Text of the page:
At this point, fellow-workers, you will perhaps ask if we consider all reforms to be bad in their effects. Is there no room for improvement in working-class conditions within the present system? The answer is that the capitalists have power, and it is they who decide to give or to withhold reforms, not in your interest, but in their own. We are opposed to the policy of devoting energies to the struggle for reforms, instead of devoting them to the struggle for Socialism. In any event the growth of a strong Socialist movement would do more to make the capitalists yield concessions than all the efforts of the reformers.

When the workers become Socialists and have won political power from the hands of their masters, they will not use it merely to modify a few of the effects of their slavery, but to end it. Questions such as Free Trade or Protection are of no concern to the workers. They are faced with exactly the same problems all over the capitalist world. Their misery and poverty are international. Protection does not safeguard their jobs or their wages. Whether it is in tariff countries like Germany and the United States, or Free Trade countries such as England has been, the same features of capitalism exist. Increased power to make goods alongside unemployment. Side by side with the developing power to produce wealth there is more intense poverty. The application of science to industry is not used to make the lives of the workers more comfortable, but to increase the profits of the capitalist owners. Every new machine is a weapon against the workers. So long as the worker's labour-power is an article of merchandise like cheese or tin—that is, so long as he remains a wage-earner—no reform can give him security and comfort. So long as the means of life are in private hands and the motive for production is profit, the more wealth the workers are able to produce, the less will be their portion, and the harder they work, the sooner they will be out of work.

If all the time, money and trouble spent on the advocacy of reforms had been devoted to Socialist propaganda, the workers would now occupy a much stronger position. Capitalism cannot be reformed without at the same time being strengthened. The reform parties are but deluding the workers with the foolish and futile hope that their problems can be solved inside the present system of society. They serve the interest of the capitalist class by hiding from the workers the cause of their poverty. Every reform in the programmes of these parties that is likely to be put into operation would not materially alter the condition of the workers or endanger the capitalists. Not one of them touches the fundamental cause of working-class poverty. They can be safely supported by non-Socialists and anti-Socialists. The support won by these parties is not support for Socialism, and must be essentially limited by the limited nature of their programmes.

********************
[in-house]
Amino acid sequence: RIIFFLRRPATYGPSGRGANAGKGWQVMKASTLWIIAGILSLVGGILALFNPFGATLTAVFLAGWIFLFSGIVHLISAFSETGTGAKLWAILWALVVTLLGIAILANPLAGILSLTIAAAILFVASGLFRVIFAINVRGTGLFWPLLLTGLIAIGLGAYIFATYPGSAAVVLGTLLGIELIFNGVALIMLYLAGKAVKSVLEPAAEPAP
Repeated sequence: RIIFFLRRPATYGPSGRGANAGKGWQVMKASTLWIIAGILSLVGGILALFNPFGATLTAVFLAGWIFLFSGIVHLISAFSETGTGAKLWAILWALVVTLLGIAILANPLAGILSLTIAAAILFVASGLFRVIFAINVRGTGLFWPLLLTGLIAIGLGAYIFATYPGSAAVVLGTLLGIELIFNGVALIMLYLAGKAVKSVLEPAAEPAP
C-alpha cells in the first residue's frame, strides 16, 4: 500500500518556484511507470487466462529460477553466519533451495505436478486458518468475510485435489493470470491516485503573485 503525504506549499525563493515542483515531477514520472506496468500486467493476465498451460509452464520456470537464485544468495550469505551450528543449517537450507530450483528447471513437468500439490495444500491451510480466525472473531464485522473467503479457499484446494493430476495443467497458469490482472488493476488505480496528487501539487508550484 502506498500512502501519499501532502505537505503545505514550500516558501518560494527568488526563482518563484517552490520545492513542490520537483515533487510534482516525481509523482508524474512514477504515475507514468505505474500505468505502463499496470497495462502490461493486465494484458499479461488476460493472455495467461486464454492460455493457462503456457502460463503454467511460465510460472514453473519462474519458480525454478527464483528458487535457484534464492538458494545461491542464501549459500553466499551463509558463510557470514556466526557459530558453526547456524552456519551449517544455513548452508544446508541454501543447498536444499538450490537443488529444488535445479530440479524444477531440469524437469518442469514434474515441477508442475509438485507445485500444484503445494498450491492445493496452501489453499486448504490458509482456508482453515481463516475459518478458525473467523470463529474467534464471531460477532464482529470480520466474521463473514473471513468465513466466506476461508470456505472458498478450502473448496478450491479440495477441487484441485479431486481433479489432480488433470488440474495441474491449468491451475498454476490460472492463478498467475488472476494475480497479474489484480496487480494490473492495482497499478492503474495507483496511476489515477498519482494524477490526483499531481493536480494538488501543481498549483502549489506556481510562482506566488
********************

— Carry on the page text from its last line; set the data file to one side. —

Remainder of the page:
Study Socialism, organise in the Socialist Party to abolish the system that enslaves you, and establish a new system of society in which the men and women who produce and distribute wealth shall have free and equal access to the means of life.

Past praying for (1988)

Film Review from the July 1988 issue of the Socialist Standard

A Prayer For the Dying has been disowned by both the film's director, Mike Hodges, and actor, Mickey Rourke. They have demanded that their names be removed from the credits and have embarked on a counter-publicity campaign. If this had been on the grounds that it is a lousy film, then I would have been in total sympathy with them and even have suggested that they be joined by the other two "stars" in the film - Alan Bates and Bob Hoskins. In fact they were protesting about cuts made to the film on the instructions of the producers which, they argue, had resulted in all the politics being taken out.

The film was originally intended to be a thriller scripted by Jack Higgins. Mickey Rourke was to play the part of a repentant IRA gunman on the run in England. But, while in Ireland researching his role, Rourke became enamoured of the republican cause. As a result, with the co-operation of the director, the film became a more overtly political thriller with several long monologues in favour of the IRA being written into the script. The producers objected. They removed the political speeches and cut out all the Irish scenes except the opening one - in which a bomb intended for the army blows up a school bus and leads to Rourke's subsequent soul-searching.

The result is a pig's ear of a film. It is badly acted - Alan Bates as the London funeral director-cum-gangster would have been hilarious if this was supposed to be a comedy. And who can have possibly believed that Bob Hoskins could ever be convincing as a Roman Catholic priest (albeit one who learned some useful things to do to would-be assailants while in the SAS)? The plot is totally unconvincing. The repentant Rourke in hiding in London agrees to commit just one more murder in return for a passport and passage to America. This times it's on behalf of gangster, Alan Bates. The shooting is witnessed by the priest (Hoskins) and, as a result, Rourke becomes a regular visitor to his church. Here he meets that stereotype "innocent young girl who can soften the hardest of hearts". In this case she is the blind organ-playing niece of the priest. From this point on the film degenerates from poor, if unintentional, comedy to utter farce. Not only that, it is mawkishly sentimental. It's true that there is not a lot of politics in this film, but then there's not a lot of anything else either.
Janie Percy-Smith